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Perez prevails in Nats’ fourth straight win
Question of the Day
The formula for a contending baseball team to win is fairly universal: Take an early lead, get good enough starting pitching to preserve that lead until the late innings and let the bullpen take over from there.
A byproduct of that formula — wins for starting pitchers — hadn’t happened four consecutive times for the Washington Nationals in more than three years.
For whatever reason, something always got in the way of putting together the kind of building blocks of consistent baseball.
Until Friday night, when the Nationals closed out a 7-3 win over the Atlanta Braves and delivered starter Odalis Perez the team’s fourth win in a row. It was a simple act, but it’s also a sign Washington is learning to put together good stretches of baseball a few days at a time.
“We’re starting to do the little things right that it takes to win,” third baseman Ryan Zimmerman said. “It doesn’t matter how young you are, how old you are, if you do those things right, you’re going to do well in baseball.”
It marked the first time since Aug. 12-15, 2005 the Nationals had four straight wins from their starting pitchers, when Esteban Loaiza, Tony Armas, John Patterson and Livan Hernandez did it. Considering that team, which finished 81-81, is the closest Washington has come to respectability in four years, even a fragment of commonality has to encourage this year’s club.
The victory stretched the Nationals’ winning streak to four, tying a season high, and gave them their sixth win in eight games.
Washington has hit consistently during the tear for one of the few times this season. The Nationals had four extra base hits Friday, which increased their total to 23 in their last eight games.
“I don’t think I see anything that’s changed. Everybody’s still trying, still working hard,” left fielder Willie Harris said. “You can get all the timely hits you want. If we don’t win, those timely hits don’t mean anything. Everybody’s playing well, everybody’s having fun. We’re just going to try to finish up strong and leave a mark going into next year.”
Braves starter Jorge Campillo was gone after giving up five runs on eight hits and three walks in 3 2/3 innings. The scoring started in the first inning. Cristian Guzman doubled with one out and scored on a Ryan Zimmerman single. Then the second inning brought an Elijah Dukes double and Emilio Bonifacio triple — along with another two runs.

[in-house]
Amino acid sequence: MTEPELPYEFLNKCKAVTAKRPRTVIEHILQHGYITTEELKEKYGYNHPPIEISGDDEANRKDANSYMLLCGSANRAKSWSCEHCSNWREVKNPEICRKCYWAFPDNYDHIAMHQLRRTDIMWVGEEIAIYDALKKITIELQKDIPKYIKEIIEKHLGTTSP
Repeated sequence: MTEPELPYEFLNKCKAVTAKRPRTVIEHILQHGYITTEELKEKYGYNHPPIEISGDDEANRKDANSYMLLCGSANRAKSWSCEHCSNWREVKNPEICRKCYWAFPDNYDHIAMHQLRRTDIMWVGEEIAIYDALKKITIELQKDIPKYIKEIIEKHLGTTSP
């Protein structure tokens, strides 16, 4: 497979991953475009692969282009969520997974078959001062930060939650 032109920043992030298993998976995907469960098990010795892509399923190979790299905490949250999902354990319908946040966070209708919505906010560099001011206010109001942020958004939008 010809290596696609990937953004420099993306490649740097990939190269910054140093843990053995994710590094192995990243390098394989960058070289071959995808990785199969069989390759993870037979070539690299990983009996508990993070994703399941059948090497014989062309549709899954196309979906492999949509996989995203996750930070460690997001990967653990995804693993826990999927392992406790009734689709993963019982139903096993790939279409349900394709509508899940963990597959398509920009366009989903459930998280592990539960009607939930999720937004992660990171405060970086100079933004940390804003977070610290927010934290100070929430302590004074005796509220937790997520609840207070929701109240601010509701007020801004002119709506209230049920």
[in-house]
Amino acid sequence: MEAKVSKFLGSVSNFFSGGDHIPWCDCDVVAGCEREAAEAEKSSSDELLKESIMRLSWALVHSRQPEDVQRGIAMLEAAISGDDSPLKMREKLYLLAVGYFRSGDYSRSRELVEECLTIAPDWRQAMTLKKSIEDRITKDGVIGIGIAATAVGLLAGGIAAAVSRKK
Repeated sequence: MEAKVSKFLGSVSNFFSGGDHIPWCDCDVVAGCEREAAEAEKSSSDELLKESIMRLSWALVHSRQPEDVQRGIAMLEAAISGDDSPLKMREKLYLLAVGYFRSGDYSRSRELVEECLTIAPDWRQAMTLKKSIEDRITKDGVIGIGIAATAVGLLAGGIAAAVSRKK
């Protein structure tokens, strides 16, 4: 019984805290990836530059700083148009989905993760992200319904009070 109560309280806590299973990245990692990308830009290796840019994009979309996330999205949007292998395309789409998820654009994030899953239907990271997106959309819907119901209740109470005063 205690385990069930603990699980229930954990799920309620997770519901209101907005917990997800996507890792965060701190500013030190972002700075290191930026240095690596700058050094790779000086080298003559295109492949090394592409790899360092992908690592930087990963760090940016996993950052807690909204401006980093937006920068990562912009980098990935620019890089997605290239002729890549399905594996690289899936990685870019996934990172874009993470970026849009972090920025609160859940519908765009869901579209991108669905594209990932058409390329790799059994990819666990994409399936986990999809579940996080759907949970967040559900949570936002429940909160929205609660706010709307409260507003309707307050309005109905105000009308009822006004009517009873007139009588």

Washington tacked on two more runs in the fourth, and got two in the sixth off Braves reliever Elmer Dessens.
Perez gave up a two-run pinch hit homer to Greg Norton in the fifth inning, but his efficient pitching while the Nationals climbed to their 5-0 lead made his middle-inning mistakes irrelevant.
After loading the bases in the first inning — with one of the runners reaching on an error— Perez got Yunel Escobar to ground into a double play, and then retired nine of the next 10 batters he faced.
Perez, who allowed two earned runs on seven hits in 6 1/31/3 innings earned his fourth quality start in five outings, and his 12th of the season. When his off-speed pitches slipped in and out of his grasp, he induced groundouts with a solid fastball.
“[Earlier this year], when I was ahead in the count, I was throwing my off-speed,” Perez said. “Now, it’s totally different. I’m able to throw my fastball, my sinker, in situations like that. It might be a reason why, in the last five starts, I’ve been pitching well.”
The most reserved reaction to the win belonged to manager Manny Acta, whose muted response dripped with the perspective of a man who’s trying to help a young team put a strong finish on a miserable year.
If there’s any sign of that coming through the last eight games, which followed a 12-game losing streak, that’s all Acta is concerned with.
“I don’t remember [the losing streak],” Acta said. “I just remember that we have played good the last four games. I’m happy to see the guys doing the things we weren’t doing earlier. We’re enjoying it right now. We just want to win as many games as we can and continue to make progress.”
About the Author
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